Sunday, January 15, 2012

Isn't this a legitimate criticism?

I don't think Jack Kelly reads anything I say. Which is fine with me, I am going to say what I say regardless of that. But one might wonder where Jack does get his ideas for his columns. I suspect, given his fondness for referencing them, that Jack draws his inspiration(s) from right wing publications and/or blogs. So some on the right wing must have noticed that President Obama is following in the (negative) tradition of George Bush, in grabbing (or just retaining) a lot of power in the Presidency. Maybe people on the right are starting to read Glenn Greenwald.

Today's Jack Kelly column is (sub)titled"A constitutional crisis looms as the president flouts the law". I have been saying for (I believe its) months that while most (or, well, all) of Mr. Kelly's previous criticisms where wrong (based on faulty information, faulty economics, what have you), there were/are legitimate criticisms from the left. Today Jack Kelly get the closest to making those criticisms as I can remember seeing him do. Mind you, he does essentially fail, but today's criticisms are similar to legitimate ones.

I don't think, or would like not to think that this is some sort of "even a stopped clock is right twice a day". Although I will also say that Kelly manages to absolve George Bush even as he slams Obama, supporting the liberal phrase, "its all right if a Republican does it".

So to get to brass tacks, the two allegations I can tease out of Kelly's column are first that a) Obama was ignoring the will of Congress when he attached a signing statement to the National Defense Authorization Act (NDAA) that said he would not enforce a particular provision of that law and b) that when Obama made a recess appointment of Richard Cordray for head of the new Consumer Financial Protection Bureau, the Senate was not in recess. Kelly also takes pains to say that most mainstream and/or liberal members of the press did not take any note of these attacks on the constitution.

There's probably something to the last point, but two of the media sources I consult regularly, Glenn Greenwald at salon dot com and the Daily Show, covered these issues. Greenwald covered the NDAA and also has spent time recently in particular discussing how much of the press is giving Obama a pass when he clearly violates parts of the constitution.
The Daily Show, for its part, mentioned both issues in (what else) fairly funny bits. For the recess appointment issue, they showed the clip from C SPAN where the Senate's President Pro Temp or whichever appointed stand in gavel-ed in a session and a second later recessed it for the rest of the holiday. Stewart made a quite comical arm's spread and "what?" gesture for that particular maneuver.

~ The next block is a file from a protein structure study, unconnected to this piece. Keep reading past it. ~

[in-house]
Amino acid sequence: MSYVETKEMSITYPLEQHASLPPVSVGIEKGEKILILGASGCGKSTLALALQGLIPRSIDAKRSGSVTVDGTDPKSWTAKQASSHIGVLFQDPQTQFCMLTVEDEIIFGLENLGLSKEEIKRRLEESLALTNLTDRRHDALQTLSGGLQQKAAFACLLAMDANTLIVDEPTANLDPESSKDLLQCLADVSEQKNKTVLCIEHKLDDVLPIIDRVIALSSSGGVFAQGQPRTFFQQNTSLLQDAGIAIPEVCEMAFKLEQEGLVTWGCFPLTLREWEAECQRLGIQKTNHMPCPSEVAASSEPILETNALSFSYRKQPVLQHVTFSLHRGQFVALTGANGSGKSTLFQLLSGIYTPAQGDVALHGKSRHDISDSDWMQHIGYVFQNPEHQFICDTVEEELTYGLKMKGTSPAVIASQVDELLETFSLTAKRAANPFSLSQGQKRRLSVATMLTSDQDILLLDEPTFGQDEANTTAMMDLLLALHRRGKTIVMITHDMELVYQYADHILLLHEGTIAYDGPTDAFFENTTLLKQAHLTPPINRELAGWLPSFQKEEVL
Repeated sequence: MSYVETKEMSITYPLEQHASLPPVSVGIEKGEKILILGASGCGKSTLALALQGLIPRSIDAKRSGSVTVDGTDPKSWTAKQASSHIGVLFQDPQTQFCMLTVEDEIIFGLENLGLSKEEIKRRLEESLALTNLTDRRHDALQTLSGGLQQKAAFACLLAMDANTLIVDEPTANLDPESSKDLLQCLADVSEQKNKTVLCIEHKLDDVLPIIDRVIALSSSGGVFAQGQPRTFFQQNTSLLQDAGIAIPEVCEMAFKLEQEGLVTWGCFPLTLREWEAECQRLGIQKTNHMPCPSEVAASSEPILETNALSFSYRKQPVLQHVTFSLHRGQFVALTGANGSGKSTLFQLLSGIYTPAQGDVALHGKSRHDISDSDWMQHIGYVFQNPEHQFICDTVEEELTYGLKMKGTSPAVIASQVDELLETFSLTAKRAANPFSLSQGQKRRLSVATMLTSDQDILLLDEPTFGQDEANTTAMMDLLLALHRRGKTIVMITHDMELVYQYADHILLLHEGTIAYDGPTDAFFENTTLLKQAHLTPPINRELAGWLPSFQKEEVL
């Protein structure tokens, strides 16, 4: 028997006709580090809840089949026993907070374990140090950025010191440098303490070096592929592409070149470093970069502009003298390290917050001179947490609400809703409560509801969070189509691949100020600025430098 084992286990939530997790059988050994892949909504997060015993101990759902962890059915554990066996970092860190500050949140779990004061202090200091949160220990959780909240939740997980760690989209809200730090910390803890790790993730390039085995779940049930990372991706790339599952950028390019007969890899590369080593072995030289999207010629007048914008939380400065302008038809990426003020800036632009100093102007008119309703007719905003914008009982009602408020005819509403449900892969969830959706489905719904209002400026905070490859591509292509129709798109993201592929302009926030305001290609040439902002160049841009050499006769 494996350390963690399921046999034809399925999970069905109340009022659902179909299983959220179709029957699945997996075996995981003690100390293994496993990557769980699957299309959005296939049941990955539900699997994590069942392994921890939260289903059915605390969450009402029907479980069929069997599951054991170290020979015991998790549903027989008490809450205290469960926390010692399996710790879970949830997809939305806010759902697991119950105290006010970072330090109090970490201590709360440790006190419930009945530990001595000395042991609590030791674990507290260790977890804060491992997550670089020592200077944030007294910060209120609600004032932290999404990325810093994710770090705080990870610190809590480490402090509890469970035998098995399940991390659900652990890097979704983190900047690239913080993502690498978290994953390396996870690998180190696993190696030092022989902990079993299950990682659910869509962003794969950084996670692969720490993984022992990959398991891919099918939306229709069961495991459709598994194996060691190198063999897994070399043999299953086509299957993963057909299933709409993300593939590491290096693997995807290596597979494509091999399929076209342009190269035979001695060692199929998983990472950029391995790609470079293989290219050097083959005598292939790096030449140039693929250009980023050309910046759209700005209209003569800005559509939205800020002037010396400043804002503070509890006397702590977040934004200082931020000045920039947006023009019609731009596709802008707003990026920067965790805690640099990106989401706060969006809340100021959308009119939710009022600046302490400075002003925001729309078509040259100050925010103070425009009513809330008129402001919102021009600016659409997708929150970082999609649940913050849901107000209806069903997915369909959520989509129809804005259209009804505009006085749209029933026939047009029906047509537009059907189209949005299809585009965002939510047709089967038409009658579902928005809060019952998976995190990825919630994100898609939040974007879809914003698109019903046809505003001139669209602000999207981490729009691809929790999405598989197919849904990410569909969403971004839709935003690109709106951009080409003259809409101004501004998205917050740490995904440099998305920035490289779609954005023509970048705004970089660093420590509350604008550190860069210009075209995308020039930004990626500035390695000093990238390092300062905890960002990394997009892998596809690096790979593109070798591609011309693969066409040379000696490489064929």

The Daily Show also took note of Obama's signing statement for the NDAA. As I understand it, the NDAA allows for indefinite detention of American citizens. Obama, in his signing statement, said that this provision of this law would not be enforced in his administration. The Daily Show said something about how Obama put a sad face next to his signature, and I believe also something about how Americans were lucky that the Obama administration would continue forever (Stewart did it funny).

I think the National Defense Authorization Act issue is a constitutional failure in more than one way. Authorization for indefinite detention, which should be, under our constitution, illegal, was passed by Congress. At the very least Obama should have vetoed it for that reason. Is the signing statement unconstitutional, in this particular case or in general? In general there have been signing statements dating back to James Monroe, although I am given to understand they didn't generally have instructions until starting in the Reagan era. For this specific case, it seems to me that the President, as chief executive of the federal government, can choose how to enforce laws to at least some degree. But putting in the signing statement is a poor excuse for allowing a flagrant violation of constitutional provision come into law.

As for the recess appointment, yes, in a technical sense clearly the Senate was not in recess. But the Senate was not actually doing anything (I am sure the majority were home relaxing or raising money), and then there is the issue of the abuse of the filibuster by the Republicans since they lost the Senate in 2006. Of course, I can see why Kelly is complaining about this particular recess appointment. Conservative Tea Party types are bitterly opposed to the Consumer Finance Protection Bureau, and would have preferred to indefinitely block the appointment of a director.

As I said, Kelly repeatedly defends George Bush's actions as not stepping over the constitutional boundaries. Obviously a lot of liberals would disagree with that, but one liberal (Greenwald) asserts that Obama also steps over a similar line. Which raises an inevitable question, who's worse, Obama or Bush. Frankly, I can't really say. Bush being a Republican, it is tempting to simply say he's worse, but in many ways Obama is more disappointing. At the end of the day, Bush and Obama are both so guilty of stepping over the line. Bush should be prosecuted, but he is out of office and not really able to do anymore damage. Obama is still in office, and could easily get re-elected.

So that's Jack Kelly's column today. He still gets it wrong, but I gotta say that he's getting closer.

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